Saturday, February 6, 2016

Two trees

(Genesis 2:16-17; 3:22; 24; Revelation 22:2;14,19)
Dr. Paul Manuel—2015

When parents talk to their children, especially when giving them instructions, those parents may wonder if their children are actually paying attention.
A mother was helping her son review his math while her daughter was in the next room. “You have seven dollars and seven friends.” she said. “You give a dollar to two of them but none to the others. What do you have left?” From the next room her daughter called out… “Two friends.”
When parents talk to their children, especially when giving them instructions, those parents may wonder if their children are actually paying attention. When God first gave instructions to Adam and Eve, they were not paying attention, and they ignored some very important instructions.

In the beginning, when God created the earth and man,1 He placed our first parents in an idyllic setting, the Garden of Eden, where there was an ample food supply, with a variety of options:
The LORD God made all kinds of trees grow out of the ground—trees that were pleasing to the eye and good for food. In the middle of the garden were the tree of life and the tree of the knowledge of good and evil. (Gen 2:9)
They could eat anything they wanted, any of the leaves, nuts, or fruit.2 He gave them only one restriction:3
The LORD God commanded the man, “You are free to eat from any tree in the garden; but you must not eat from the tree of the knowledge of good and evil, for when you eat of it you will surely die.” (Gen 2:16-17)
This is The Tale of those Two Trees. Note that…

I. Initially, the two trees had the same accessibility.

Before the Fall of man…
A. The tree of life was unrestricted.
B. The tree of knowledge was unrestricted.
There was no fence blocking man from either tree. The only thing stopping him (or giving him pause) was God’s verbal prohibition:
You must not eat from the tree of the knowledge of good and evil, for when you eat of it you will surely die. (Gen 2:17)
Why would God impose this limitation? Why would God keep from man such important information as discerning the difference between right and wrong? Why would God put such information within reach of man only to deny it for him? Is not full disclosure up front the best policy? Surely man would need to make (other) moral choices in the new world order, and handicapping him would make those decisions unnecessarily difficult. But the author of Genesis does not say if God intended the restriction to be permanent or temporary.4 Perhaps He was just waiting to see if man would obey.5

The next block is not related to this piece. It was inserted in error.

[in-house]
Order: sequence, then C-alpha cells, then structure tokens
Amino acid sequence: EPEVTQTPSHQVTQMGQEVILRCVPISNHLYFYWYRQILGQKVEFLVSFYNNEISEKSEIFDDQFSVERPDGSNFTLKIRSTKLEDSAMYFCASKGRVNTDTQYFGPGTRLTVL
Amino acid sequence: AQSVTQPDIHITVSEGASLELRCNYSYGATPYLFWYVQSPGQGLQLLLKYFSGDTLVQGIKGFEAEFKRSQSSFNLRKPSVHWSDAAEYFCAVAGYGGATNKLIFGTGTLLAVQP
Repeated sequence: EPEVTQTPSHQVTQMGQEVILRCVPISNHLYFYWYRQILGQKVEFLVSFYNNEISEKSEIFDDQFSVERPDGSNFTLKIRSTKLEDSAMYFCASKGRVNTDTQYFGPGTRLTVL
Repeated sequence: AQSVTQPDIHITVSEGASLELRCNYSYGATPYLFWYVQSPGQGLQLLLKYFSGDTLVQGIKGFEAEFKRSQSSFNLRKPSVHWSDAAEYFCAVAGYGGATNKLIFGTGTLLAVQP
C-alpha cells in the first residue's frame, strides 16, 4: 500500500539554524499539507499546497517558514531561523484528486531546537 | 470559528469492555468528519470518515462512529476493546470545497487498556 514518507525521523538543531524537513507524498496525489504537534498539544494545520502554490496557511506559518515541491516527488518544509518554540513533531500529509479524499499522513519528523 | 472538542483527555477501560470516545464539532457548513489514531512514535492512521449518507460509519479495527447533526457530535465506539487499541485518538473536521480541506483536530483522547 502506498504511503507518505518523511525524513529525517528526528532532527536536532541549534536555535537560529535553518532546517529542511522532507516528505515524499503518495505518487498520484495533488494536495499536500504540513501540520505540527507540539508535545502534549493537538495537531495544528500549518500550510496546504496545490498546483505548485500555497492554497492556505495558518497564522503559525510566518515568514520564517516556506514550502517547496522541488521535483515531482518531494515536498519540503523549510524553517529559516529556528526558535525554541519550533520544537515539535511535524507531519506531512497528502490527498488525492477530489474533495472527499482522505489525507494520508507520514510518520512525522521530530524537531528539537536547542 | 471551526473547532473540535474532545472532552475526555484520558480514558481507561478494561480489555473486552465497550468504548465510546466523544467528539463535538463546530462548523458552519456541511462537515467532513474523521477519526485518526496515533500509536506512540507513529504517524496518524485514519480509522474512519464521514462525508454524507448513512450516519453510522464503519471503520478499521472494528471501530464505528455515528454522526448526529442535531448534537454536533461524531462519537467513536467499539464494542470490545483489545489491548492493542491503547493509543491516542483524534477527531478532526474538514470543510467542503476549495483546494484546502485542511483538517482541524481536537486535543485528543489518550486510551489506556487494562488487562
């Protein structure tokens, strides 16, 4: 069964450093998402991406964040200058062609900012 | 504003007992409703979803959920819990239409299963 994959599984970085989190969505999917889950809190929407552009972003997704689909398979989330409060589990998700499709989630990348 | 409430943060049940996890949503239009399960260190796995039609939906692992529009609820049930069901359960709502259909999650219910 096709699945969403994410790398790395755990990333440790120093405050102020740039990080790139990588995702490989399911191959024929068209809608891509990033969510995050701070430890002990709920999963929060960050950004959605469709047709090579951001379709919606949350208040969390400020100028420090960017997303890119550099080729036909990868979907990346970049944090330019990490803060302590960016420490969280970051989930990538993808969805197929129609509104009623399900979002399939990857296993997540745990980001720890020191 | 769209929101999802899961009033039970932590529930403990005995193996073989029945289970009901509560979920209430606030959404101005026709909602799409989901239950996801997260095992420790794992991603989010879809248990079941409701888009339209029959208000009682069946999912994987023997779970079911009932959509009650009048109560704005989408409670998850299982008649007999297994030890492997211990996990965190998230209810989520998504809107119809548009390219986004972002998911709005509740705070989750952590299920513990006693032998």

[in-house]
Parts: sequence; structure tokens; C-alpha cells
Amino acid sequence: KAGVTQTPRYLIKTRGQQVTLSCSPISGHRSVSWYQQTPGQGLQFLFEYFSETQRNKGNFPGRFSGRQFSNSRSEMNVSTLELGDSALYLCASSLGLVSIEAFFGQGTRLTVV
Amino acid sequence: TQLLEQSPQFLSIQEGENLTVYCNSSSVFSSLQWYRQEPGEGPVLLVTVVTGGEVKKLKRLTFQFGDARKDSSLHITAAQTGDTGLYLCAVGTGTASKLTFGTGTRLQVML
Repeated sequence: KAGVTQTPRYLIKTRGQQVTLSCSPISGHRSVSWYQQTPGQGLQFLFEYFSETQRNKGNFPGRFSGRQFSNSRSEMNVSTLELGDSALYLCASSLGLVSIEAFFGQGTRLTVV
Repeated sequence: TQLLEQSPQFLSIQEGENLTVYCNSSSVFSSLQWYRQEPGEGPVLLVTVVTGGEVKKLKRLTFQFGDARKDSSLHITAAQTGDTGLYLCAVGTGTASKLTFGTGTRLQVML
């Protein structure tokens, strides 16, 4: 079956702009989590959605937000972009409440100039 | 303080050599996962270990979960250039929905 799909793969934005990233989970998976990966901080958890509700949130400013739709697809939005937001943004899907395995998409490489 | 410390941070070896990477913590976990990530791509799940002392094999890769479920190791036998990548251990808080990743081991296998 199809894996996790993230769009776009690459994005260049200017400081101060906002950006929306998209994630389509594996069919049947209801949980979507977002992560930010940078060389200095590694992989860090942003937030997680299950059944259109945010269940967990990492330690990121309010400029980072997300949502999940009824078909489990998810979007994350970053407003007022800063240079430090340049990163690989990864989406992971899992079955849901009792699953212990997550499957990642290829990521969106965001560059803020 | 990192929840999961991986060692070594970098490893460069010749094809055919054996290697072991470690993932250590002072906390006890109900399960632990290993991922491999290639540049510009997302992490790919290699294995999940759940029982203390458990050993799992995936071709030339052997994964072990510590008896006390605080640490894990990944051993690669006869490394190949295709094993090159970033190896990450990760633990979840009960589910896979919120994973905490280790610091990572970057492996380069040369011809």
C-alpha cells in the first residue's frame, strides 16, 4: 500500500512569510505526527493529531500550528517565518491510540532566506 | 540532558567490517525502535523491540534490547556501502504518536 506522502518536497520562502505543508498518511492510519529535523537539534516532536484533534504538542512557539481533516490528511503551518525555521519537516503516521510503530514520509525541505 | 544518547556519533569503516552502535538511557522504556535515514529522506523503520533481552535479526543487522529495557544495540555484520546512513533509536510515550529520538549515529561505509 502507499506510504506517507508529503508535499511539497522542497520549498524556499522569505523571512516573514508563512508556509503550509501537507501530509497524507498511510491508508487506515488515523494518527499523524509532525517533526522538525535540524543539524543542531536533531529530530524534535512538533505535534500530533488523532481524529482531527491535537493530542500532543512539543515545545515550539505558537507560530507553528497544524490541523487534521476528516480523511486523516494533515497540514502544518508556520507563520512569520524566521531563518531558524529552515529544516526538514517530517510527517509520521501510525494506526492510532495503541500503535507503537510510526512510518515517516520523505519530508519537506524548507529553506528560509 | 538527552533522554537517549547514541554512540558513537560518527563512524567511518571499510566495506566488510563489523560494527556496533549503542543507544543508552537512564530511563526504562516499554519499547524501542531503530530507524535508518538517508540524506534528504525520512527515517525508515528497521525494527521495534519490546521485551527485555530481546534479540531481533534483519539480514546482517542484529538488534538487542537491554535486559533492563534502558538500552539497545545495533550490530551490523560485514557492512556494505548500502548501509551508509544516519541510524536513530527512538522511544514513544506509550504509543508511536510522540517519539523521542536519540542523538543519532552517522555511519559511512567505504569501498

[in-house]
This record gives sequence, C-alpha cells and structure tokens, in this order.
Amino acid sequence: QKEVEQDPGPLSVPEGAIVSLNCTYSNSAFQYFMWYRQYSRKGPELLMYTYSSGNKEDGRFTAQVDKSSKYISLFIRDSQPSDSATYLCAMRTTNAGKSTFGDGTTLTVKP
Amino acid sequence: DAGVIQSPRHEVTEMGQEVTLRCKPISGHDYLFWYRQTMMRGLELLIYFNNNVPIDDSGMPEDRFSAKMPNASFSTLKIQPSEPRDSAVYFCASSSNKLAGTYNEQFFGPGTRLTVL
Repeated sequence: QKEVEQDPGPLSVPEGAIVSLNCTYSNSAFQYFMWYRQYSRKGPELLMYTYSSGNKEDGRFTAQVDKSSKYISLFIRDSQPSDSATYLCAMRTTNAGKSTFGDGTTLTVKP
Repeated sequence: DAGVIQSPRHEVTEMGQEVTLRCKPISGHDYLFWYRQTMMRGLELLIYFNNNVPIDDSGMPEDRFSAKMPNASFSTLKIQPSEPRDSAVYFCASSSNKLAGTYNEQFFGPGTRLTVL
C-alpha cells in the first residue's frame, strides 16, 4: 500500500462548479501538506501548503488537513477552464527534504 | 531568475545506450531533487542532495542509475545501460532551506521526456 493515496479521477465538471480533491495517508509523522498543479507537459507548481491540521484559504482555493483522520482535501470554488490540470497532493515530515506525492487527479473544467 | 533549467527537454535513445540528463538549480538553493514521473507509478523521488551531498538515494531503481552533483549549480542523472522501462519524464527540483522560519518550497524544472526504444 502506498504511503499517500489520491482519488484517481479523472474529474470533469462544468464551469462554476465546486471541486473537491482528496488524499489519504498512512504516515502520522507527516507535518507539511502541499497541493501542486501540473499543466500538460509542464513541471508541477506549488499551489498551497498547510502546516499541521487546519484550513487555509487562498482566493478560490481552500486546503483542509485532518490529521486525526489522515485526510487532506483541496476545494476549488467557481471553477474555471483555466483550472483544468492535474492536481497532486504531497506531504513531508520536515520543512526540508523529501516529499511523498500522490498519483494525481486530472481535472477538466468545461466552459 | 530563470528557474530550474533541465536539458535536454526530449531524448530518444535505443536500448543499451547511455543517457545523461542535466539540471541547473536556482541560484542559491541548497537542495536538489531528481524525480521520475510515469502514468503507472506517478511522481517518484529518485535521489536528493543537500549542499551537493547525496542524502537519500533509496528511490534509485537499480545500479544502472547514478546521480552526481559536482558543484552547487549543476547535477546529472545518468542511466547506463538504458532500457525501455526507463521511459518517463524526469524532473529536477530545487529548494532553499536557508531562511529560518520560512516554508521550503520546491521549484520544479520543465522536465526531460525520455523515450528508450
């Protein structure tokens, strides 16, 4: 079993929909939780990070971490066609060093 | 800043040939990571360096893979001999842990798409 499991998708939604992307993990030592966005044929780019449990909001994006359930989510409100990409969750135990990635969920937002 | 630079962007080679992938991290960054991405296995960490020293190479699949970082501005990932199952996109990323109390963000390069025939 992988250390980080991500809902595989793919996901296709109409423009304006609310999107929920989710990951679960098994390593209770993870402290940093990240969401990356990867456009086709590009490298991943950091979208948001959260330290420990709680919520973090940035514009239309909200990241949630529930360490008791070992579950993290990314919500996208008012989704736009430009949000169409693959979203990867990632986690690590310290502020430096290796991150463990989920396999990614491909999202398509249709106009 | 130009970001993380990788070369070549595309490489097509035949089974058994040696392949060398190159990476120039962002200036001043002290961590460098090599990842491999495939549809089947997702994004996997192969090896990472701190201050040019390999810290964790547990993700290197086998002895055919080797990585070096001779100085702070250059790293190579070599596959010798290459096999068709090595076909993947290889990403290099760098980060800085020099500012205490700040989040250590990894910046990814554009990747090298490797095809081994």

Friday, February 5, 2016

Winning the prize (1 Cor 9:24-27)

Dr. Paul Manuel—2015

As people get older, it becomes increasingly difficult to stay in good physical condition. Too little exercise and too many calories eventually affect even a once trim figure.
The army physical-training program requires soldiers to run two miles every other day in platoon formation. Jeff, being somewhat older than the others in his unit, had trouble running faster than a ten-minute mile. During a recent run, he was finding it difficult to complete the two miles without stopping, so he paused and raised his hands above his head, attempting to expand his diaphragm and gain a second wind. Suddenly, he heard a voice from behind say, “Forget it, Sarge…we don’t take prisoners.”
As people get older, it becomes increasingly difficult to stay in good physical condition, and they usually need to adopt some sort of fitness program. The same is often true of people’s spiritual condition. In our passage this morning, we have Paul’s Fitness Program, which he recommends to the Christians at Corinth.

The apostle Paul’s first letter to the church at Corinth addresses questions he received from the church (chapters 1-6) and concerns he has for the church (chapters 7-16).1 In the second section he likens the Christian experience to a physical training program, the kind one would undertake in preparation for a foot race or a boxing match.2 In Paul’s Fitness Program, he relates how one becomes an effective competitor in the Christian games of life:
1 Cor 9:24 Do you not know3 that in a race all the runners run, but only one gets the prize? Run in such a way as to get the prize. 25 Everyone who competes in the games goes into strict training. They do it to get a crown that will not last; but we do it to get a crown that will last forever. 26 Therefore I do not run like a man running aimlessly; I do not fight like a man beating the air. 27 No, I beat my body and make it my slave so that after I have preached to others, I myself will not be disqualified for the prize.
In the first century, athletic events were a popular part of Greek society and a regular source of entertainment as participants competed for prizes and fame. Sports included foot and horse races, wrestling and boxing matches, discus and javelin throwing. Participants prepared on local tracks and in gymnasiums. Because these games were common in major cities throughout the empire, Paul alluded to them frequently in his letters to various churches.4 Two of his favorite sports to use were racing and boxing because they held parallels to the Christian life. This was especially evident in the passage he wrote to believers at Corinth. He begins by stating simply:

Thursday, February 4, 2016

The unfairness of life (Psalm 73)

Dr. Paul Manuel—2015

Good communication, the kind that makes for a smooth-running marriage, is not necessarily obvious to the average observer.
On his parents’ 50th wedding anniversary, Steve remarked that his father and mother never seemed to fight. “Oh, we argued,” his father said, “but it never amounted to much. After a while one of us always realized…that I was wrong.”